Reviving the Sanctuary Movement

By Kaeley McEvoy 10-06-2014
Family takes shelter. Image courtesy Nelosa/shutterstock.com
Family takes shelter. Image courtesy Nelosa/shutterstock.com

Congregations frustrated with the lack of congressional and presidential response to the urgent immigration crisis have looked to their faith for an alternative way to help the strangers among us. In late September, more than 60 congregations signed on to support the revival of the Sanctuary Movement.

What exactly is the Sanctuary Movement? Unknown to most, sanctuary is actually one of the most ancient traditions we have as a people of faith. In the late Roman Empire, fugitives found refuge in early Christian churches; in medieval England, churches protected accused wrongdoers; and in the years before the Civil War, people of faith organized the Underground Railroad to help slaves flee the South.  In the 1980s, nearly 500 congregations practiced sanctuary in an attempt to shelter the hundreds of Central Americans fleeing brutal violence in Guatemala and El Salvador.

Currently, the Sanctuary Movement allows members of congregations who are facing deportation to reside within the sacred space of a church, synagogue, or mosque in order to avoid immediate deportation from the Immigration and Customs Enforcement (ICE) agency. Although the ICE is not legally banned from entering churches or schools, custom is to avoid such sensitive areas unless a suspected terrorist or dangerous felon is involved.

Today there are currently 5 active sanctuary cases, along with 30 congregations who are offering sanctuary in Arizona, Colorado, Illinois, Washington, Maine, and Oregon. The Sanctuary Movement is important because it breaks down the polarized, politicized, and dehumanized aspects of immigration reform and looks instead to Christ as a model for loving one’s neighbor.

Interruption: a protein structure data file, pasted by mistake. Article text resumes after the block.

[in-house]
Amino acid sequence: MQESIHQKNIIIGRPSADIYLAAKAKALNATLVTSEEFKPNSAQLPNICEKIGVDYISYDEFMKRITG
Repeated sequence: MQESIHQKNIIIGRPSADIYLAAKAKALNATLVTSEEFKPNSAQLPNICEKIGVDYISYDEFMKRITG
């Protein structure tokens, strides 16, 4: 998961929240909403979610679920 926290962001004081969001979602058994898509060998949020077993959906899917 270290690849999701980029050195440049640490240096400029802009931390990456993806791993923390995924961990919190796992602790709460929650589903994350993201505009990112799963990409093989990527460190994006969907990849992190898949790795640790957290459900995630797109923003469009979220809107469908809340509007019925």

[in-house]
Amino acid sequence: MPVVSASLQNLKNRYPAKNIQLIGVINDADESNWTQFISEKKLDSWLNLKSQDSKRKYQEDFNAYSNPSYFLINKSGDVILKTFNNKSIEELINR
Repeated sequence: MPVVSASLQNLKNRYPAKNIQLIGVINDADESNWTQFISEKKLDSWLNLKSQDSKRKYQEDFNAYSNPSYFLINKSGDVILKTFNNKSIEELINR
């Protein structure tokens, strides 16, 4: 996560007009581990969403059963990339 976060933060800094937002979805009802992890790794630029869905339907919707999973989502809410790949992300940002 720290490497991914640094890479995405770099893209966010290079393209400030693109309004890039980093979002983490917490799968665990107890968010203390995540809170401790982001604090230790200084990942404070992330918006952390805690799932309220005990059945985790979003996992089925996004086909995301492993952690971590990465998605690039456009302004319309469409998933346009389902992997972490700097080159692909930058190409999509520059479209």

Rev. Eric Ledermann, whose University Presbyterian Church is currently offering sanctuary to community member and father of two Luis Lopez-Acabalsaid recently that Sanctuary “isn’t a matter of elections.”

Rather, it “is about real people, with real blood, flowing through real veins, and we need to act because these are our neighbors. Luis was a stranger, but he was also our neighbor, and Christ calls on us to welcome our neighbor,” Ledermann said.

In Leviticus, God calls people of faith to remember that they once were strangers in a strange land, and they must welcome the stranger as an expression of covenant faithfulness. Across the country, congregations supporting the Sanctuary Movement are living out Scripture by welcoming, loving, and protecting their neighbors. Rev. Ledermann reminds communities of faith that Jesus took the teaching of welcoming the stranger and expanded it.

“Jesus said that we are not only to welcome the stranger, but we are to love them, to love our neighbor whoever they are whether they’ve come from a foreign land or you’ve known them your whole life,” he said.

At its root, the Sanctuary Movement is about people. When deportation forces mothers such as Rosa Robles Loreto to leave behind two children or social justice leaders such as Francisco Aguirre to leave behind a community he has impacted for 20 years, federal legalities fall short of the welcoming calling of God’s kingdom. As government action continues to put the lives of the over 1,000 people who are deported each day at risk, it is the moral imperative of the Church to act as Jesus would and provide refugee for those neighbors who we are called to love as ourselves.

Kaeley McEvoy is Campaigns Assistant for Sojourners.

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